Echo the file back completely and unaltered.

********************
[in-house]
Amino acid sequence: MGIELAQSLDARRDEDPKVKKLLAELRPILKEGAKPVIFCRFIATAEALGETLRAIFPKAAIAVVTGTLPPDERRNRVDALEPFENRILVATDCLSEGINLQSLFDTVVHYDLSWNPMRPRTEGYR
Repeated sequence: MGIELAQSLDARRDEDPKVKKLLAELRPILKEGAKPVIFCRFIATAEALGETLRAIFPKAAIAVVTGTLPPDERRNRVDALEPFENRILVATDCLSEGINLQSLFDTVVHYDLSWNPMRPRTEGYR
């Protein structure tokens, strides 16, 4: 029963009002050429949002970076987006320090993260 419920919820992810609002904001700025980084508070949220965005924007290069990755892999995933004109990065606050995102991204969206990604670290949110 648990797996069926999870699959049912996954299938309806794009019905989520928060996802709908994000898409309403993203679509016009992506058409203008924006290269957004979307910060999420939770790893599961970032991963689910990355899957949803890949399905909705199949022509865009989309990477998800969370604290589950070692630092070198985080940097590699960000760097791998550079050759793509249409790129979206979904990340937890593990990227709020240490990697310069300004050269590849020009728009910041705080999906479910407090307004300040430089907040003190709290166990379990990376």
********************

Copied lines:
[in-house]
Amino acid sequence: MGIELAQSLDARRDEDPKVKKLLAELRPILKEGAKPVIFCRFIATAEALGETLRAIFPKAAIAVVTGTLPPDERRNRVDALEPFENRILVATDCLSEGINLQSLFDTVVHYDLSWNPMRPRTEGYR
Repeated sequence: MGIELAQSLDARRDEDPKVKKLLAELRPILKEGAKPVIFCRFIATAEALGETLRAIFPKAAIAVVTGTLPPDERRNRVDALEPFENRILVATDCLSEGINLQSLFDTVVHYDLSWNPMRPRTEGYR
């Protein structure tokens, strides 16, 4: 029963009002050429949002970076987006320090993260 419920919820992810609002904001700025980084508070949220965005924007290069990755892999995933004109990065606050995102991204969206990604670290949110 648990797996069926999870699959049912996954299938309806794009019905989520928060996802709908994000898409309403993203679509016009992506058409203008924006290269957004979307910060999420939770790893599961970032991963689910990355899957949803890949399905909705199949022509865009989309990477998800969370604290589950070692630092070198985080940097590699960000760097791998550079050759793509249409790129979206979904990340937890593990990227709020240490990697310069300004050269590849020009728009910041705080999906479910407090307004300040430089907040003190709290166990379990990376």